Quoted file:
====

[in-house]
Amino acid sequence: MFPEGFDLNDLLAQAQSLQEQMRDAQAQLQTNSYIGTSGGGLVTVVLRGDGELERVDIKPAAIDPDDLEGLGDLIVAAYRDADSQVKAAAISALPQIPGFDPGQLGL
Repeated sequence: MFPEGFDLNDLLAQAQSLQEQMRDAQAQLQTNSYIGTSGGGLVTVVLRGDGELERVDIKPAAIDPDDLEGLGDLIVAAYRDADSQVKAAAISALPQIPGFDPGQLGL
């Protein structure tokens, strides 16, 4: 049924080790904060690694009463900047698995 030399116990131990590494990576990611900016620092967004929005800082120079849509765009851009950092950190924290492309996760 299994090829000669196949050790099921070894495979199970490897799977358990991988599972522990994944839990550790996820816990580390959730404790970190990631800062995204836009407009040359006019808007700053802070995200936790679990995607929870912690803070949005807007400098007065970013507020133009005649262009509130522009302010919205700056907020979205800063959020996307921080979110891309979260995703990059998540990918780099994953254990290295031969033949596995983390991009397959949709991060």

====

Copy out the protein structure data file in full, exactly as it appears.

[in-house]
Amino acid sequence: MFPEGFDLNDLLAQAQSLQEQMRDAQAQLQTNSYIGTSGGGLVTVVLRGDGELERVDIKPAAIDPDDLEGLGDLIVAAYRDADSQVKAAAISALPQIPGFDPGQLGL
Repeated sequence: MFPEGFDLNDLLAQAQSLQEQMRDAQAQLQTNSYIGTSGGGLVTVVLRGDGELERVDIKPAAIDPDDLEGLGDLIVAAYRDADSQVKAAAISALPQIPGFDPGQLGL
């Protein structure tokens, strides 16, 4: 049924080790904060690694009463900047698995 030399116990131990590494990576990611900016620092967004929005800082120079849509765009851009950092950190924290492309996760 299994090829000669196949050790099921070894495979199970490897799977358990991988599972522990994944839990550790996820816990580390959730404790970190990631800062995204836009407009040359006019808007700053802070995200936790679990995607929870912690803070949005807007400098007065970013507020133009005649262009509130522009302010919205700056907020979205800063959020996307921080979110891309979260995703990059998540990918780099994953254990290295031969033949596995983390991009397959949709991060």